Reading my son a newly purchased edition of The Seven Crystal Balls, one of my favorite Tintin books, I realized that all of the dialogue bubbles had been redrawn. The new lettering was of a much finer line, it was much more regular, and, for some reason I couldn’t put my finger on, it was weirdly repellent. I don’t mean that it was ugly. It was actually rather delicate and pretty, but I felt that somehow the text was putting me off: I couldn’t get into it.
For some reason, I just couldn’t keep both the text and the pictures in mind at the same time—a crucial cognitive activity for reading an graphic narrative. There was a mysterious disconnect between the two, and I sensed a kind of fog between me and the story. This was frustrating because reading my son Tintin is one of our favorite shared pleasures these days. I’d rushed through the dishes, through picking up the scattered tinkertoys, through checking my email one last time, just to get on the couch with him and get a few pages in before tucking him into bed.
So what a disappointment it was to suddenly feel that my old friend Hergé was holding out on me somehow. I studied the print more closely, and discovered, to my enormous dismay, that it was, in fact, print—some computer font meant to look like tidy, slightly rounded, vaguely European handwriting, and yet it was, in fact, none of these things.
This is an example of the new computer lettering. If you look closely, you can see that, despite first impressions, every “t” is the same as the other “t,” likewise with every “e,” “y,” and so on. The result, in my opinion? A coolness or slickness that causes disengagement with the story:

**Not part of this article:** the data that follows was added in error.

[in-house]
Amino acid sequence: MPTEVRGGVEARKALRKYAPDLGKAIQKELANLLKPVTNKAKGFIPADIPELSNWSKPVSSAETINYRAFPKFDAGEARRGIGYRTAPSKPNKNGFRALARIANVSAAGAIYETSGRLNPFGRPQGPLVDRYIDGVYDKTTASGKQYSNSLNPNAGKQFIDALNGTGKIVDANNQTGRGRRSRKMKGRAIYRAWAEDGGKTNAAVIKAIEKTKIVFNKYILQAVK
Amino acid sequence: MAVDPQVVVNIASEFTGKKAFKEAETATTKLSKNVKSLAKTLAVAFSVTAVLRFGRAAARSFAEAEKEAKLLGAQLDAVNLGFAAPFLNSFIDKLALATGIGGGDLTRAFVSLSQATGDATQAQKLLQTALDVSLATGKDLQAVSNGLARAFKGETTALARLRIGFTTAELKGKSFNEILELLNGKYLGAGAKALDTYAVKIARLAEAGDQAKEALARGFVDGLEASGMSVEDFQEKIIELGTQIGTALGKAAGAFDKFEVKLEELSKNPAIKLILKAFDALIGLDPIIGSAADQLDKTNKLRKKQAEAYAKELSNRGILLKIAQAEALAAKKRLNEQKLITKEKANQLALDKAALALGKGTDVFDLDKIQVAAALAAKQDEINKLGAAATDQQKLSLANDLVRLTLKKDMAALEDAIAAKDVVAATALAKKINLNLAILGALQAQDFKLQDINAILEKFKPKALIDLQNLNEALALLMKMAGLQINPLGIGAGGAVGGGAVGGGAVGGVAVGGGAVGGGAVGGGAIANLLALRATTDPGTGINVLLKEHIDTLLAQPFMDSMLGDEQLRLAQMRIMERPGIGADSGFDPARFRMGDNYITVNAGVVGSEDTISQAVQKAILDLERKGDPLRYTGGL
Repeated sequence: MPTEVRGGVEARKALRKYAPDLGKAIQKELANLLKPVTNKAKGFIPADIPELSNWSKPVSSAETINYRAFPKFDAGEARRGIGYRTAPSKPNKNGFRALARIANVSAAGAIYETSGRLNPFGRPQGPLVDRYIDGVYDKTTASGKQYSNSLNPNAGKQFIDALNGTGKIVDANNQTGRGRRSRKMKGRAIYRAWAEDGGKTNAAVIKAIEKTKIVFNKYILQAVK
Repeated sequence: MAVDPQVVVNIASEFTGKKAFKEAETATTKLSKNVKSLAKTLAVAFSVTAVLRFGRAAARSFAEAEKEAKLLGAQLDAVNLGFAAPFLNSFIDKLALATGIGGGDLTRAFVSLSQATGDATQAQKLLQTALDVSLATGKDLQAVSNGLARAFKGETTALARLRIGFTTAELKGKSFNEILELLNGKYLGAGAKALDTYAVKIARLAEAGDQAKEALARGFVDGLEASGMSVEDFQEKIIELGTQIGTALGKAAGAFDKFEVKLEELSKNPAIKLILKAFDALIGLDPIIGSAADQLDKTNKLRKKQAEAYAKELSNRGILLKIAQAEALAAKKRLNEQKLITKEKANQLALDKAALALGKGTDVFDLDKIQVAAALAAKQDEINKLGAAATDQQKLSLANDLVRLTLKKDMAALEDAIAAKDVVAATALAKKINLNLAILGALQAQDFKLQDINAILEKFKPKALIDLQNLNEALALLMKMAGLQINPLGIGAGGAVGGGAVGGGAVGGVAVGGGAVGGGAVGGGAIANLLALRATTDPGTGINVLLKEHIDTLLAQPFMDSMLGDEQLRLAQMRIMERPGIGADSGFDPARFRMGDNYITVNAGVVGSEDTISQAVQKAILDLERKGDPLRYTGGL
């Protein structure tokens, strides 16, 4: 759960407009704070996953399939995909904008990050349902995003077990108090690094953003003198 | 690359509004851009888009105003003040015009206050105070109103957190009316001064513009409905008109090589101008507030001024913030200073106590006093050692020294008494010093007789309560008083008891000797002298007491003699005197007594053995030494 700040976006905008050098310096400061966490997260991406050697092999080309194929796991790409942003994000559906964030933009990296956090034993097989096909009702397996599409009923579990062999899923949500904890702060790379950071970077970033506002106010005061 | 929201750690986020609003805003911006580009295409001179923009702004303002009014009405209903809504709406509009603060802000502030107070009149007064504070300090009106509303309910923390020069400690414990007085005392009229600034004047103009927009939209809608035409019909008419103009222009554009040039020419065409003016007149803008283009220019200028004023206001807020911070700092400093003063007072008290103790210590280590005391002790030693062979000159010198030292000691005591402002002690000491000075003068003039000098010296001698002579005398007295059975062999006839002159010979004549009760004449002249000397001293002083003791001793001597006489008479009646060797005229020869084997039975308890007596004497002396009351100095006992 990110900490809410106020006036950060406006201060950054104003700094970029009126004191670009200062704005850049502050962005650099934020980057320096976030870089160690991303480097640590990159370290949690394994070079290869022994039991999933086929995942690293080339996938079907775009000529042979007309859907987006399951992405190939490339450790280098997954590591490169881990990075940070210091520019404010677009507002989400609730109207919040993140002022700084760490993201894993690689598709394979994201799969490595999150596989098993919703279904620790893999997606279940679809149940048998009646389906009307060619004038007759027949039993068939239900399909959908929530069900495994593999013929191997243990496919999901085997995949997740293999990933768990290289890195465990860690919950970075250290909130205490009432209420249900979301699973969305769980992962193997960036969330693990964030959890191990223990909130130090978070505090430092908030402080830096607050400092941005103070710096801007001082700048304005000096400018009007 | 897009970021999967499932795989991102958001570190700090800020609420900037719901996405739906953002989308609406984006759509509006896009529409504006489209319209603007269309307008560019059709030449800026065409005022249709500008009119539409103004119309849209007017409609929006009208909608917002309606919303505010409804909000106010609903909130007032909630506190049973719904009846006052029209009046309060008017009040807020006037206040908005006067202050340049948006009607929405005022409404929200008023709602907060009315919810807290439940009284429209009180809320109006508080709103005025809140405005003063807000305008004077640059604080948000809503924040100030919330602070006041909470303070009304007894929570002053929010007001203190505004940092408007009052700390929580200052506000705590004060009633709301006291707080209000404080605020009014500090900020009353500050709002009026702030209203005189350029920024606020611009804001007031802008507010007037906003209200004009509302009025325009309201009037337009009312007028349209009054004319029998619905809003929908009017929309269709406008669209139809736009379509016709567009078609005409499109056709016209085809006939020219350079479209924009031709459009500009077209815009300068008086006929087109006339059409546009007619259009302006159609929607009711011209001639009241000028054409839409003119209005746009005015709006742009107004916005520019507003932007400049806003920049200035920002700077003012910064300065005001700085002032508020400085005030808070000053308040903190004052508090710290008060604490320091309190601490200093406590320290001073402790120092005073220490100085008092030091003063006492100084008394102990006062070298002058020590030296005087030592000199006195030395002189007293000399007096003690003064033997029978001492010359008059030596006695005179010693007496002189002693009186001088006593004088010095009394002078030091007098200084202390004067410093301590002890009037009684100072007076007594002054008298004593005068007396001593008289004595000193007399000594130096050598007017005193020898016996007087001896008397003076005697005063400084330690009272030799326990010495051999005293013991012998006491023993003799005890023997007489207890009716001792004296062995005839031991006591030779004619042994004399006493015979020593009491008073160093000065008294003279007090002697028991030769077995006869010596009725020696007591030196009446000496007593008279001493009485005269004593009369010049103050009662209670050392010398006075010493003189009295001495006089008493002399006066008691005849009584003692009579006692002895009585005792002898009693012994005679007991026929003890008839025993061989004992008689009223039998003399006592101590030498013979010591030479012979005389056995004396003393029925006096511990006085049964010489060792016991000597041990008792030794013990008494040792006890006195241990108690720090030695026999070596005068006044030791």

By googling around to see who else might be lamenting the new changes, I discovered this discussion on the web site Tintinologist, and learned that the original lettering was done by a man named Hyslop. Some people in this thread claim that the computer font is horrendous only when badly kerned. But I find it hard to believe that any computer lettering could approach the intimacy, energy and, above all, the incredible attention of Hyslop’s hand. (Comparison images taken from Cigars of the Pharaoh.)
Sadly, I found myself rushing though The Seven Crystal Balls even faster than I’d rushed through the dishes. The most curious thing about reading the new edition was the sense that the words shared no real connection to the pictures in which they were embedded. Normally, when I read the old, Hyslop versions of Tintin, my eye wanders back and forth from picture to text. So much so, in fact, that my children often have to beg me to get on with the story. Hyslop’s lettering seems integral to the pictures; his dialogue boxes feel like speech. But the new computer-generated dialogue boxes read merely as the representation of speech. Big difference. They become a kind of parallel but separate story, connected only tenuously to Hergé’s drawings, and the whole experience feels slightly off-kilter.
The new lettering is a kind of butchering of Hergé's work. Whoever made the decision to go with the computer font at Casterman (Tintin's publisher) cannot, in my opinion, possibly love Tintin, and whoever does not love Tintin should be in no position to make such a decision.
How the visual impact of the actual phsycial incarnation of text effects the reading experience is a big and pressing question these days, now that digital reading is surpassing paper-and-ink reading at such an incredible rate. How different is our engagement with a book in our hands than it is with a “book” on a screen? What qualities are lost? What qualities are gained? I’m sure there are a few dozen dissertations being written on these issues right now. I’d like to ponder the question further, myself, but at the moment I'm off to scour Amazon for mint condition old Hyslop editions of Tintin to replace our entire collection (most of which is in tatters) before it’s too late.